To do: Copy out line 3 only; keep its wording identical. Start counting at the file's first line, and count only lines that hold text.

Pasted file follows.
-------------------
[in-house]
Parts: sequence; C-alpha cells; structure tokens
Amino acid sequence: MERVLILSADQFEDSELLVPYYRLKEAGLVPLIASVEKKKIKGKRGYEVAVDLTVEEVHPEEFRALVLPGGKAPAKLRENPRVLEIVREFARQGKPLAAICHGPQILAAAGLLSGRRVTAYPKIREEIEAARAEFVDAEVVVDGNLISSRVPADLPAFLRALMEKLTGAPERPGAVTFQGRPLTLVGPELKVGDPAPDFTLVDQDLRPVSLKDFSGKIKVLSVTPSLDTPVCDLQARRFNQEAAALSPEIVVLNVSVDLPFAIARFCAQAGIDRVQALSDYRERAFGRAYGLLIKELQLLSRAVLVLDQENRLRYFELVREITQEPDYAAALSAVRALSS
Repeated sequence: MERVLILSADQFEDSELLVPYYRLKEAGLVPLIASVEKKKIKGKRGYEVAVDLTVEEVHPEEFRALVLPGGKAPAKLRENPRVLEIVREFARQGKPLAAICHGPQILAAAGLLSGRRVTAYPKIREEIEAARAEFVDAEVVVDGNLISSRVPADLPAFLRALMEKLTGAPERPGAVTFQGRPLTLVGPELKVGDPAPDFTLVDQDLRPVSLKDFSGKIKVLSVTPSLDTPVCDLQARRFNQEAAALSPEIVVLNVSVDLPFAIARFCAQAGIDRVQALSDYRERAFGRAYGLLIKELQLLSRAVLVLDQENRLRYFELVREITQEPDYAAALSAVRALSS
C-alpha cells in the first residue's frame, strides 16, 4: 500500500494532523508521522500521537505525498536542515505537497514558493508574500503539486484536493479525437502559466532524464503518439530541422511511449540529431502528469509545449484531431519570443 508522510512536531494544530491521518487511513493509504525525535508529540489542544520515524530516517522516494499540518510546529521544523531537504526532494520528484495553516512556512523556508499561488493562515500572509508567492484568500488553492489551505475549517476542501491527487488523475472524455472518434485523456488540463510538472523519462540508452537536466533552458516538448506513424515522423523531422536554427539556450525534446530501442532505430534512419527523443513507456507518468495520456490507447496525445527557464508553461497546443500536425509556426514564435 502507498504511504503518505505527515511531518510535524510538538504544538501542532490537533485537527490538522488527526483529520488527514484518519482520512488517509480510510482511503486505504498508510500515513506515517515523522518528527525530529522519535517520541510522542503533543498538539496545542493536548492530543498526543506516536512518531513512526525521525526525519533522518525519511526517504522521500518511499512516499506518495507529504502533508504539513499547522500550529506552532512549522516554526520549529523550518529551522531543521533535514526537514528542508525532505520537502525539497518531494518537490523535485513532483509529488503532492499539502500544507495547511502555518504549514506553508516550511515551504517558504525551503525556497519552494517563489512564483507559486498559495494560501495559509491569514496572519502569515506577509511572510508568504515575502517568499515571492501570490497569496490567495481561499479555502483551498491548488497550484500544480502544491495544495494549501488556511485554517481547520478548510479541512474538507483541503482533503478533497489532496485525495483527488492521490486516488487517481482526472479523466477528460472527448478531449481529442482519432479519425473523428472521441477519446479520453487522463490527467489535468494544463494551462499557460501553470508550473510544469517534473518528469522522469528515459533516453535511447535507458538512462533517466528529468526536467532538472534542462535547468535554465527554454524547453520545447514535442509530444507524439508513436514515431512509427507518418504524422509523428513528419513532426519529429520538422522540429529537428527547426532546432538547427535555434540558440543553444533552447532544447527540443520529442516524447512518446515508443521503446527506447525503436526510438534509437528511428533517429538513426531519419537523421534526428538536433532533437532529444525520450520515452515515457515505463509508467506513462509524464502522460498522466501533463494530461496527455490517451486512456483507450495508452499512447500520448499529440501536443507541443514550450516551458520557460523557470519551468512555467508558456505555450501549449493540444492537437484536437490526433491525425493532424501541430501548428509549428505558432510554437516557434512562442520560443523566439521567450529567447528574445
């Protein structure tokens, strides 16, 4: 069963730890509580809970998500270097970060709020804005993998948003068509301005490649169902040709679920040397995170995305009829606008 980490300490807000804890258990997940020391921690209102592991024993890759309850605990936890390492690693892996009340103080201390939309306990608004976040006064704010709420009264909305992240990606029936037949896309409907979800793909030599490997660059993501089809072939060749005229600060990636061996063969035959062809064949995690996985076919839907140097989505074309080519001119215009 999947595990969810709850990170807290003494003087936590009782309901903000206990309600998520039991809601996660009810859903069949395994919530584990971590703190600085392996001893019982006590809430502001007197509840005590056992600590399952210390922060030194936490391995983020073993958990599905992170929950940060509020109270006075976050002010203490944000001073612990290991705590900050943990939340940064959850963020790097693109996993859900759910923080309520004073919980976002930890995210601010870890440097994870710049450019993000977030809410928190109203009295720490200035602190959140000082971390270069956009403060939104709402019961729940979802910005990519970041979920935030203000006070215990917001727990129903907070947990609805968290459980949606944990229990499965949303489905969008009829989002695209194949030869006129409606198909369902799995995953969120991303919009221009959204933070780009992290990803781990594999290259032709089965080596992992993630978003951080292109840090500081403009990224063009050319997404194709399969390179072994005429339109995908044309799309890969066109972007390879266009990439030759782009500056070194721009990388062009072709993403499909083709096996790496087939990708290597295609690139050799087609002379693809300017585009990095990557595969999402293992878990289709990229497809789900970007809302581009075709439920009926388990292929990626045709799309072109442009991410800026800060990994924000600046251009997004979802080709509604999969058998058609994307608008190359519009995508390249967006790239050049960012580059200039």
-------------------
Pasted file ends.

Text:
Amino acid sequence: MERVLILSADQFEDSELLVPYYRLKEAGLVPLIASVEKKKIKGKRGYEVAVDLTVEEVHPEEFRALVLPGGKAPAKLRENPRVLEIVREFARQGKPLAAICHGPQILAAAGLLSGRRVTAYPKIREEIEAARAEFVDAEVVVDGNLISSRVPADLPAFLRALMEKLTGAPERPGAVTFQGRPLTLVGPELKVGDPAPDFTLVDQDLRPVSLKDFSGKIKVLSVTPSLDTPVCDLQARRFNQEAAALSPEIVVLNVSVDLPFAIARFCAQAGIDRVQALSDYRERAFGRAYGLLIKELQLLSRAVLVLDQENRLRYFELVREITQEPDYAAALSAVRALSS